Washington College student-athletes adjust to a virtual fall semester

By Tyler Schwarzman 

Elm Staff Writer 

The cancellation of athletics and transition to online learning put Washington College student-athletes in uncharted territory this semester. 

Student-athletes living at home during this online semester are adapting to their unique situations by finding ways to stay ready to compete whenever their next season begins. 

Some athletes are able to continue practicing while still being at home. Some sports are easier to play alone, like basketball or soccer. Freshman WC basketball player, Jason Zielinski plays outdoor basketball, runs, and lifts weights every day at his home. 

“I was lucky enough to find a soccer team in my area to train and play some tournaments with to keep getting touches on the ball,”  said freshman soccer player Grace Kelly. 

And Sophomore field hockey player Madison Hackett has been able to practice at home with her three sisters. 

There are some difficulties due to the pandemic and online classes that athletes are running into, though. 

“It is sometimes difficult to get to the pool and gym when I want to,” senior captain of the women’s swim team Allison Gallagher said. She often takes advantage of a local playground with equipment that she found this past summer in order to get her workouts in.

It can also be challenging to work around class times. Time management skills are a key component for success this semester. 

But WC student-athletes currently living in Chestertown are hoping to be able to practice and lift in small groups on campus this fall. Currently, only student-athletes can workout alone in the facilities while following CDC guidelines.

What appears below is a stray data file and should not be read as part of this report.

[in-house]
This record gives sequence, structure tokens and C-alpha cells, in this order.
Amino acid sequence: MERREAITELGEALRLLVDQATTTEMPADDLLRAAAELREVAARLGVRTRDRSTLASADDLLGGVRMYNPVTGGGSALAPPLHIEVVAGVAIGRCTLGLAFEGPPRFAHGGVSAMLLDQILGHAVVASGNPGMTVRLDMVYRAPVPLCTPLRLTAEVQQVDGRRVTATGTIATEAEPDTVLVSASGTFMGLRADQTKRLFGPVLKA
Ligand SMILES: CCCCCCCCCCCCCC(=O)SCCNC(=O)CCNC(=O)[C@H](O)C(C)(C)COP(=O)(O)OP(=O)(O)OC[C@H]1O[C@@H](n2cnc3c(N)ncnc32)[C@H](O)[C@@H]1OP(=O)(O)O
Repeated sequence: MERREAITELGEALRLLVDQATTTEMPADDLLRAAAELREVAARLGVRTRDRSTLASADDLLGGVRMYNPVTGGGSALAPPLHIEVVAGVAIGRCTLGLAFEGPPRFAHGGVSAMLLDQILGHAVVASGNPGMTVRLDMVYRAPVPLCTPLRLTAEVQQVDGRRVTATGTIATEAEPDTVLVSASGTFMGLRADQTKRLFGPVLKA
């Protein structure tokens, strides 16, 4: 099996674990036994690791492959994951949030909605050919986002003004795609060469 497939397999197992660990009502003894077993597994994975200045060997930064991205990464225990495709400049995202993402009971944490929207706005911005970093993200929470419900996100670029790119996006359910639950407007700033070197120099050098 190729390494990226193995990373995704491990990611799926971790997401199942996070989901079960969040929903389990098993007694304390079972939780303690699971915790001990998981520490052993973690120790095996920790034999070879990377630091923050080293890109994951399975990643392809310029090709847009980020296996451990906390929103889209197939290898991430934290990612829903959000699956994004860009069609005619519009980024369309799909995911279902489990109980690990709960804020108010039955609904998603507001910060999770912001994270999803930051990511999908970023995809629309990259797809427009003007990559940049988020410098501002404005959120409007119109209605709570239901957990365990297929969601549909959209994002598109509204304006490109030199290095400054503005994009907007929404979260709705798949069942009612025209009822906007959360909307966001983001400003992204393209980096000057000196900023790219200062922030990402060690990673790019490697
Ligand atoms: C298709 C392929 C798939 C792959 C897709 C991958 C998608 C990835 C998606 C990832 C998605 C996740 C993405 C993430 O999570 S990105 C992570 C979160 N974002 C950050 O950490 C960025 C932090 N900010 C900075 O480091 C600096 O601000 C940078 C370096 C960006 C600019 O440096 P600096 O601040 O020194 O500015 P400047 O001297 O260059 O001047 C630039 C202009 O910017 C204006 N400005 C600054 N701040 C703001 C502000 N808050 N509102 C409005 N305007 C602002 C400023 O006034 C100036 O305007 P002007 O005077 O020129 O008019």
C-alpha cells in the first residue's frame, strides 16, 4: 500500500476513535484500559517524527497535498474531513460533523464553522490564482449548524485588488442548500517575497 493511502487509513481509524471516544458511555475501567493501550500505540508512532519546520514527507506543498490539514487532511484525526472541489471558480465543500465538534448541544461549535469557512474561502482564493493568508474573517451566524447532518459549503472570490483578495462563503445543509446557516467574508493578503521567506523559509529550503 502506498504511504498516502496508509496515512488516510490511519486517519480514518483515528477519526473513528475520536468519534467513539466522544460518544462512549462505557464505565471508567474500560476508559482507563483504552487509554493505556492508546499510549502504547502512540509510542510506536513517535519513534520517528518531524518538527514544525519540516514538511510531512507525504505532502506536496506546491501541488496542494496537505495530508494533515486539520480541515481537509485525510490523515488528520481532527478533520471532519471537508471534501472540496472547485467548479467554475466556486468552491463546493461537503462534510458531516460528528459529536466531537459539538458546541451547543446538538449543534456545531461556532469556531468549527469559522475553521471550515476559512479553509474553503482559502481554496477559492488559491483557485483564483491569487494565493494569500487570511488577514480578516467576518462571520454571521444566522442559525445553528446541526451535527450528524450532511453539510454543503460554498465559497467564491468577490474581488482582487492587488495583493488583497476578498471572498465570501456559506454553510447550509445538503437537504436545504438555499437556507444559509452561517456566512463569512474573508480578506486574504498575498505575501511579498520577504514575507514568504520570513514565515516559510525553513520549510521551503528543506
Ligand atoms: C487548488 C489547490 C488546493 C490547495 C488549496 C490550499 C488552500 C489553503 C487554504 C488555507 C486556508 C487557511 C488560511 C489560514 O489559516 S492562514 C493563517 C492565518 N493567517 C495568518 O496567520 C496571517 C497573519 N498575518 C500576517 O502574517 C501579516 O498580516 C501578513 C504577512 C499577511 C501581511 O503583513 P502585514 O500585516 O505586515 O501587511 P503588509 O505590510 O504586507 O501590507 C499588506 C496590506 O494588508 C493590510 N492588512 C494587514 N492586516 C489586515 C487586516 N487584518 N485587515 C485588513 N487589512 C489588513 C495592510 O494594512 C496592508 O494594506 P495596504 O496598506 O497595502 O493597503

“Student-athletes have to realize this pandemic is bigger than sports and that lives are at risk, so we must be patient and remain cautious,” senior captain of the men’s lacrosse team Jeremy Wilson said.

A substantial amount of WC student-athletes have moved back to Chestertown to complete their online classes and take advantage of the safe, open facilities. 

Freshman baseball player Nick Tamberino is planning on moving into the Holiday Inn in Chestertown at the end of September so that he can hopefully participate in team lifts and practices. 

Junior volleyball players Jenna Daunoras and Jensyn Hartzell moved back to Chestertown a few weeks ago to also participate.

Student-athletes are keeping up with team workouts thanks to the TeamBuildr app, whether in Chestertown or at home.

TeamBuildr is an app that all WC student-athletes have; it is where they receive their workout schedules from head strength and conditioning coach, Nick Triano.

Zielinski said the basketball team has divided itself into smaller groups in order to facilitate discussion about their workouts and to hold each other accountable. 

This app also helps students manage their time while adjusting to a new schedule because athletes can view their workout schedule in advance and plan ahead of when to do it according to school work. 

“So far, the online semester has been very time consuming and is more work than in person classes typically are,” Gallagher said.

“Online school is easier after going through it in the spring already,” Junior baseball player Max Ruvo said. 

Similarly to a normal semester, student-athletes do have some free time. Teams at Washington are finding ways to stay connected, primarily over the phone, through Zoom, or social media. 

Several coaches are also hosting weekly or monthly team Zoom meetings to give updates and converse with their players. 

“These meetings really help reinforce and build team culture,” Ruvo said

“I feel especially close with the other teammates in my grade, and the upperclassmen are always checking in on us,” Kelly said.  

Although adjusting well, Washington College’s student-athletes are still hopeful and preparing for a return to campus with regular classes and a “normal” second semester this spring.

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